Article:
Time for some cross-disciplinary nerdiness today! And also for the next few weeks, as today is the beginning of series on the mechanics, and psychology of freemium games.
Before we begin, I’ll explain some of the terms I’ll need to use in the series:
Freemium: a business model where the basic product is provided for free, but upgrades and customisation is charged.
Mechanics: the separate working components of how exactly button presses are translated into action and gameplay, that fit together in a game. For example, the speed at which characters run, the delay between pressing an attack button and starting the attack, or the radius of where a sword swing will connect with an opponent, are all choices of mechanics.
Immersion: How much a player is engaged with a game, and to what extent they are thinking along the lines of the games framework. A highly immersive game is one that can easily played for long periods of time with a great degree of engagement and often emotional involvement. Usually,developers aim for high immersion, although I will also talk about circumstances where aiming for lower immersion is useful.
Microtransactions: Optional payments made to unlock small or temporary parts of a game. For example, buying a set of armour for a character, either purely cosmetic or with statistical upgrades, for £1.50.
The term Freemium is relatively new, mainly appearing during the mid-2000’s. Originally freemium games (or software) ran by subscription, where access to the basic game and plot was free, but paying a monthly subscription fee unlocked enhanced equipment, more quests, and often upgraded servers.
MMORPG’s such as Runescape (2001), and Maple Story (2003) are examples of this model. Both of these games can be played indefinitely (though repetitively) for free, and free players can perform the majority of the quests and events.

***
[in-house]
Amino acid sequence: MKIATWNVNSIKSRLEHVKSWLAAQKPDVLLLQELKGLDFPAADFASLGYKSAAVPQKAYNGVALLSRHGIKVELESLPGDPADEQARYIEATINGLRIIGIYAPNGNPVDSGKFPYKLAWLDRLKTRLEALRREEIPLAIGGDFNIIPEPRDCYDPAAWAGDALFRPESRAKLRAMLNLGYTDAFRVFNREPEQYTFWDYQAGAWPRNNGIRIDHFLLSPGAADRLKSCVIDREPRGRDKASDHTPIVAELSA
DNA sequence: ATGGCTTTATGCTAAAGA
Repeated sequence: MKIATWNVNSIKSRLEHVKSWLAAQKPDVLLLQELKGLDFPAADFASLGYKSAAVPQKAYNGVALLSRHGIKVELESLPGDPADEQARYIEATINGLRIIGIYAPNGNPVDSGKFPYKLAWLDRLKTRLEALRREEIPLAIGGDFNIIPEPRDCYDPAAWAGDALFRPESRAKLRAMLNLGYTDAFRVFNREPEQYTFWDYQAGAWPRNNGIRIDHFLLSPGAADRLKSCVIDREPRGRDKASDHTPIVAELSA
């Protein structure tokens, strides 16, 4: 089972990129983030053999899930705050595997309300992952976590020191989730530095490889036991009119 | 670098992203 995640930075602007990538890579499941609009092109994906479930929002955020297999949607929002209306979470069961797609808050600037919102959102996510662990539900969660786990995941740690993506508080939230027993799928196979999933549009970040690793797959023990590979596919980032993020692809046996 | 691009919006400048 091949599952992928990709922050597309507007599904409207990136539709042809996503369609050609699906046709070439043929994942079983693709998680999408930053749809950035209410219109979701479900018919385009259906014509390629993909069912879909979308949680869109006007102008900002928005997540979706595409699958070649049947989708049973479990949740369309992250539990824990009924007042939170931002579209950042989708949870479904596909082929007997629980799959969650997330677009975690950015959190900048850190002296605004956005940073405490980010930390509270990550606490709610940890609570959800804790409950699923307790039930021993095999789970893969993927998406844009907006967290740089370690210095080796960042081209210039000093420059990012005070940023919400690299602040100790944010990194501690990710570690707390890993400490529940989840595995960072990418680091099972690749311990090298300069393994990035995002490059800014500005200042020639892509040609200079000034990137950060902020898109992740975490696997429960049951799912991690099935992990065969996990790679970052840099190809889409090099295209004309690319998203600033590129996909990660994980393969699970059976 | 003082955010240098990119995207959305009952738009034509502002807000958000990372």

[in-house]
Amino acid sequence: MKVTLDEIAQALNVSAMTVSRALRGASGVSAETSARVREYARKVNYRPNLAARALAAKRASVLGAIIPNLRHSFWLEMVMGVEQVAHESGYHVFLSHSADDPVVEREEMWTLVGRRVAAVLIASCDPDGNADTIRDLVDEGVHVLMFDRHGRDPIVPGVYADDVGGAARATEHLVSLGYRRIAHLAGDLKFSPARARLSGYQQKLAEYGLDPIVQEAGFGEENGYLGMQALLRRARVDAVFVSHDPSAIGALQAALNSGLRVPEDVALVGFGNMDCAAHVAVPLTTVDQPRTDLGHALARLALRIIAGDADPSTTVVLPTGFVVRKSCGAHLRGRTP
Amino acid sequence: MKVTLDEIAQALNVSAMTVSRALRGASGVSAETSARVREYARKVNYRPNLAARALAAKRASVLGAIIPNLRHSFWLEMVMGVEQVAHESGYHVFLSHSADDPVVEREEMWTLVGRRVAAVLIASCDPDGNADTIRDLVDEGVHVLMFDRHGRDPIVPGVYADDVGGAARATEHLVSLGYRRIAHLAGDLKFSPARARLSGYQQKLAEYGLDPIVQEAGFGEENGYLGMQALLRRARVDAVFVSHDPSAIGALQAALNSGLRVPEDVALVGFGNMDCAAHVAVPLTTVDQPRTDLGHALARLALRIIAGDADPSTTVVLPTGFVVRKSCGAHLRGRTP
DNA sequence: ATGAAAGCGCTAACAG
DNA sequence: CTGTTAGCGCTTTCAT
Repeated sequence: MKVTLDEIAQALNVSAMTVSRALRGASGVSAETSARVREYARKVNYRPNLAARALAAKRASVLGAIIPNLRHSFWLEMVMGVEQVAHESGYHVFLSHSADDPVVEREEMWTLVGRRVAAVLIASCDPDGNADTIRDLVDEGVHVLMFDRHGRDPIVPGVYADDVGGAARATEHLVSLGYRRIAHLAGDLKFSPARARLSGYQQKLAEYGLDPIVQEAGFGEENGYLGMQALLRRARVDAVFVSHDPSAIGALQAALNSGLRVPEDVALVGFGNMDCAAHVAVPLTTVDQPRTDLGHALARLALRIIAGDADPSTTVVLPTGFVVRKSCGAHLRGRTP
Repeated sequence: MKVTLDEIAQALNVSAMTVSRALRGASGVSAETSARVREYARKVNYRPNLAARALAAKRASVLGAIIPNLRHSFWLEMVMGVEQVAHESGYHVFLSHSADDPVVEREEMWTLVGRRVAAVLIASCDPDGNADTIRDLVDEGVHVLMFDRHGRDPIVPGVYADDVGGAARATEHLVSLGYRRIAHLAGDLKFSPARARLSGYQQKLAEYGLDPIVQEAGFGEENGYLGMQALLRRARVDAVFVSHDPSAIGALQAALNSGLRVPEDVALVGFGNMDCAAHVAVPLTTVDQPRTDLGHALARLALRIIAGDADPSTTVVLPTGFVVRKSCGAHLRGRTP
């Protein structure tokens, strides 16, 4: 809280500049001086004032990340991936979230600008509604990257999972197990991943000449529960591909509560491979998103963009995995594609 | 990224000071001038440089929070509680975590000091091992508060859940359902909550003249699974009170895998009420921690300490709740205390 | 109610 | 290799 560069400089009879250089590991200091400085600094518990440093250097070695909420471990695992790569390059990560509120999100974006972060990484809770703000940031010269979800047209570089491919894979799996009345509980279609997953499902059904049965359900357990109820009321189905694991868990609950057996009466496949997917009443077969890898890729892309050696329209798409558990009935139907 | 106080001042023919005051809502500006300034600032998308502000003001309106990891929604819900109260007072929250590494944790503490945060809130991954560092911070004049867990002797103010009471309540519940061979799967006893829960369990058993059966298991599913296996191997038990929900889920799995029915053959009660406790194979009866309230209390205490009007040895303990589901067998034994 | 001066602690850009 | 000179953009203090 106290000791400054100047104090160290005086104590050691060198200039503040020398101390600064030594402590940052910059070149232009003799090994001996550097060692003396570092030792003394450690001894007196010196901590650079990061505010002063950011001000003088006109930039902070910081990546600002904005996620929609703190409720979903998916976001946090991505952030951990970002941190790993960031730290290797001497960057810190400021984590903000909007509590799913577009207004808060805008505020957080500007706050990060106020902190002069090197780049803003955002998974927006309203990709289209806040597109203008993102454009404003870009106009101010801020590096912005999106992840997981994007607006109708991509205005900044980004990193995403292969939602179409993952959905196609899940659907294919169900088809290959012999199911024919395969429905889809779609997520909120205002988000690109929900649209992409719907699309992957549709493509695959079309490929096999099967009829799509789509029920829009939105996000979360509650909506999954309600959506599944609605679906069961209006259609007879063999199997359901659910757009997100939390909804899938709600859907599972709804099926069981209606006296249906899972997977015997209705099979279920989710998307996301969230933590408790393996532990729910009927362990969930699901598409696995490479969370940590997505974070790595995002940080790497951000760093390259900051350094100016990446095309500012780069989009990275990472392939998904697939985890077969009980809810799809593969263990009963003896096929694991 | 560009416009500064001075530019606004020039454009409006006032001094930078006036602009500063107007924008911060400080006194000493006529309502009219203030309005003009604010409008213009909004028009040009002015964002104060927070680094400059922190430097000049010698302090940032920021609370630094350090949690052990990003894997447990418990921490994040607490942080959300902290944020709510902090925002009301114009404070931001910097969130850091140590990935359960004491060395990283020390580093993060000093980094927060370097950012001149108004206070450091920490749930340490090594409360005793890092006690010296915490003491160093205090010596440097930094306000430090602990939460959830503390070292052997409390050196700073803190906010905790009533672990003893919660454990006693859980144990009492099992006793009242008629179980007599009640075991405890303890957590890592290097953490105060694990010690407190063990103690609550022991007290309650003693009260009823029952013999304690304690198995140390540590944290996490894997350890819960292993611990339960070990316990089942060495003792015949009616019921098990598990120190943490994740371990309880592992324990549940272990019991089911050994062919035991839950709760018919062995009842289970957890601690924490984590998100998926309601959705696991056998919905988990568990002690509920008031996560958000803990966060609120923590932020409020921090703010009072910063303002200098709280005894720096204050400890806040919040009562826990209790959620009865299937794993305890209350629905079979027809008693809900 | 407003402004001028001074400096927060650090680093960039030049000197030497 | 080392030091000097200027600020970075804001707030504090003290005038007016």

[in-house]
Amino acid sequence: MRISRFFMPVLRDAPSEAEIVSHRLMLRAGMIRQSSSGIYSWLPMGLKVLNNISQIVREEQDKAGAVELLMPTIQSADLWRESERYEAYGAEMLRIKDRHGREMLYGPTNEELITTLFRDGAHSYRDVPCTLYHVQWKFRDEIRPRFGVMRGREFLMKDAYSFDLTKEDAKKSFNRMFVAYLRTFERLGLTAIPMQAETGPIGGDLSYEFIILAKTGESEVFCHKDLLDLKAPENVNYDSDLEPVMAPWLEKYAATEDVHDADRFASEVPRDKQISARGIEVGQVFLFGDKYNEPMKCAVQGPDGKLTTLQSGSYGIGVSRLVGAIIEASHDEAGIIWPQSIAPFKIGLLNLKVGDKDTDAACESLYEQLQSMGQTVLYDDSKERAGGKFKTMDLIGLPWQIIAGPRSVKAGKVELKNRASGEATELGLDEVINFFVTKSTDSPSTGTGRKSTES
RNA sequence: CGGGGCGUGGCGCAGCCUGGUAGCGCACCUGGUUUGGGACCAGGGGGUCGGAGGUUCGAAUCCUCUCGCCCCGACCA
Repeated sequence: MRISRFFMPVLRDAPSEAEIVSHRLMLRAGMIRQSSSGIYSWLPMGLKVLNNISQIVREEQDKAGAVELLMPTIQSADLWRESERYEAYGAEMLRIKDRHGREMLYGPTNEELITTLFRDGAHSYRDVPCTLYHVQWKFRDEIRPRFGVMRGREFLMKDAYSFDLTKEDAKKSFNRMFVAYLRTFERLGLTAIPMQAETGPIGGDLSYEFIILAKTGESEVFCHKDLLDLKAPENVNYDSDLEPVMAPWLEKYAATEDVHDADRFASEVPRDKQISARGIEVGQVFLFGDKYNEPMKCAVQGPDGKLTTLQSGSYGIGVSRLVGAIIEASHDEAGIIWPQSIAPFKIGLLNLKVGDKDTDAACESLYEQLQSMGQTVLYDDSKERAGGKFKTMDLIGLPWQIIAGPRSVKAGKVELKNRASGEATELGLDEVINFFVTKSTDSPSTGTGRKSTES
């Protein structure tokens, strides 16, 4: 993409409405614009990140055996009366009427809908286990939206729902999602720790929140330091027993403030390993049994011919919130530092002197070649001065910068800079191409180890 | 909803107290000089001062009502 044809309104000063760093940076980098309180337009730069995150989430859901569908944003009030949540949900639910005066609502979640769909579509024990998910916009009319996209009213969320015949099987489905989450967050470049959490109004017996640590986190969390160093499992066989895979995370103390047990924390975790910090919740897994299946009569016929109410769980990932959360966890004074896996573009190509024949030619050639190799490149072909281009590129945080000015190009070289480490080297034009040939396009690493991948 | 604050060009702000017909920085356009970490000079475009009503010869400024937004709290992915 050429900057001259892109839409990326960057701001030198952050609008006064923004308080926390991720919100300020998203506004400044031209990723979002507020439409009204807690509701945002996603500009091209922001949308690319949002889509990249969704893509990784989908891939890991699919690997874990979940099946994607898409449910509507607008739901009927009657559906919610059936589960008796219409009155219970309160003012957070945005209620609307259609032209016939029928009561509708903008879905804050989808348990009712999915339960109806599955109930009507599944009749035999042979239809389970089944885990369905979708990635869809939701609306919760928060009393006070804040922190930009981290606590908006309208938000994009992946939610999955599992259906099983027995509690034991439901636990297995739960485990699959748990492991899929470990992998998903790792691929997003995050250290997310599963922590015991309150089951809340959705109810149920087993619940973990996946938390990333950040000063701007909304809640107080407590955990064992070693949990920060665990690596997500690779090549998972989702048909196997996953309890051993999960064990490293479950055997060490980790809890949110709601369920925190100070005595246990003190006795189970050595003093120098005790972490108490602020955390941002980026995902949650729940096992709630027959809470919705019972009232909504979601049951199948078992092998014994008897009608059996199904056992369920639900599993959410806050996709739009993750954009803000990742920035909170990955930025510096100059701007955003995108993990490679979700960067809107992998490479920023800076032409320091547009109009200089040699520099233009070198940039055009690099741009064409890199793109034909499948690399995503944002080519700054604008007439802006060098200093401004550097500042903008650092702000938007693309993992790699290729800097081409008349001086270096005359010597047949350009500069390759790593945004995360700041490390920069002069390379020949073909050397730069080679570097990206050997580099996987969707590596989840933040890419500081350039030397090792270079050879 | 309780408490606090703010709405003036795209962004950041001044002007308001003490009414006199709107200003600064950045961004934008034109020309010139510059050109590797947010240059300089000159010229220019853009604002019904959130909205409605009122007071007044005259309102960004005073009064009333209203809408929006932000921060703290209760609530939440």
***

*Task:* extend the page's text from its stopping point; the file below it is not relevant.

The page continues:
The other freemium method, favoured by many MMORPG’s, browser-based games, and especially mobile games, is the free-to-play model. This way, playing the game is free, but players have the option of buying extra features such as greater customisation, stat boosts, and new levels or maps. Done right, the free-to-play model allows developers to earn from their game, creates loyalty in customers who can choose how and when they want to pay, and makes the game fair and accessible.
At least, in theory.
This series is about some of the problems that can be found in free-to-play/freemium games, and looks at specific freemium games to see what areas they are problematic in, and how fairly they adhere to the ideals of freemium. I’ll also be looking at the psychological tactics involved in game design: how developers design to immerse, encourage, or even deliberately frustrate players. If you want to find out more about the history of freemium, or recent news about the impact of freemium gaming, here are some links that might be interesting:
- Circa news: 98% of all Google Play revenue is from freemium games.
- Car magazine Evo on their freemium magazine app.
See you next time :)